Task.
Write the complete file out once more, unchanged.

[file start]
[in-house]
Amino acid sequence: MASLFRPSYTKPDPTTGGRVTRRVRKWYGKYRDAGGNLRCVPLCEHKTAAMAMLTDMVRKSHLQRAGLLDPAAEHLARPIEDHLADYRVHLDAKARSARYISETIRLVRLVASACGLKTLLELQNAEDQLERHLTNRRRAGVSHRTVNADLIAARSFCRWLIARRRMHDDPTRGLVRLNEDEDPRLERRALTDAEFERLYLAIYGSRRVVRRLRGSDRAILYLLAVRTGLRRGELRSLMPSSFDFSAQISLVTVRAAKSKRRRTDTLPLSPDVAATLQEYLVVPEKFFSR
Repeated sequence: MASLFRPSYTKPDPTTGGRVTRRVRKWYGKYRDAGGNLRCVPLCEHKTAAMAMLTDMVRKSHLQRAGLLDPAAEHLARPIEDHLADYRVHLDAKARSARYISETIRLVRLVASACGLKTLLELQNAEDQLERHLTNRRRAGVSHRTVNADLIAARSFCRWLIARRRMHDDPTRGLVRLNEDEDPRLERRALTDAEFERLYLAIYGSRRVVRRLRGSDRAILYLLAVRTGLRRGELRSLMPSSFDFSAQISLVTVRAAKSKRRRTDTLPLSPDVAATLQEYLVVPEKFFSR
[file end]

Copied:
[in-house]
Amino acid sequence: MASLFRPSYTKPDPTTGGRVTRRVRKWYGKYRDAGGNLRCVPLCEHKTAAMAMLTDMVRKSHLQRAGLLDPAAEHLARPIEDHLADYRVHLDAKARSARYISETIRLVRLVASACGLKTLLELQNAEDQLERHLTNRRRAGVSHRTVNADLIAARSFCRWLIARRRMHDDPTRGLVRLNEDEDPRLERRALTDAEFERLYLAIYGSRRVVRRLRGSDRAILYLLAVRTGLRRGELRSLMPSSFDFSAQISLVTVRAAKSKRRRTDTLPLSPDVAATLQEYLVVPEKFFSR
Repeated sequence: MASLFRPSYTKPDPTTGGRVTRRVRKWYGKYRDAGGNLRCVPLCEHKTAAMAMLTDMVRKSHLQRAGLLDPAAEHLARPIEDHLADYRVHLDAKARSARYISETIRLVRLVASACGLKTLLELQNAEDQLERHLTNRRRAGVSHRTVNADLIAARSFCRWLIARRRMHDDPTRGLVRLNEDEDPRLERRALTDAEFERLYLAIYGSRRVVRRLRGSDRAILYLLAVRTGLRRGELRSLMPSSFDFSAQISLVTVRAAKSKRRRTDTLPLSPDVAATLQEYLVVPEKFFSR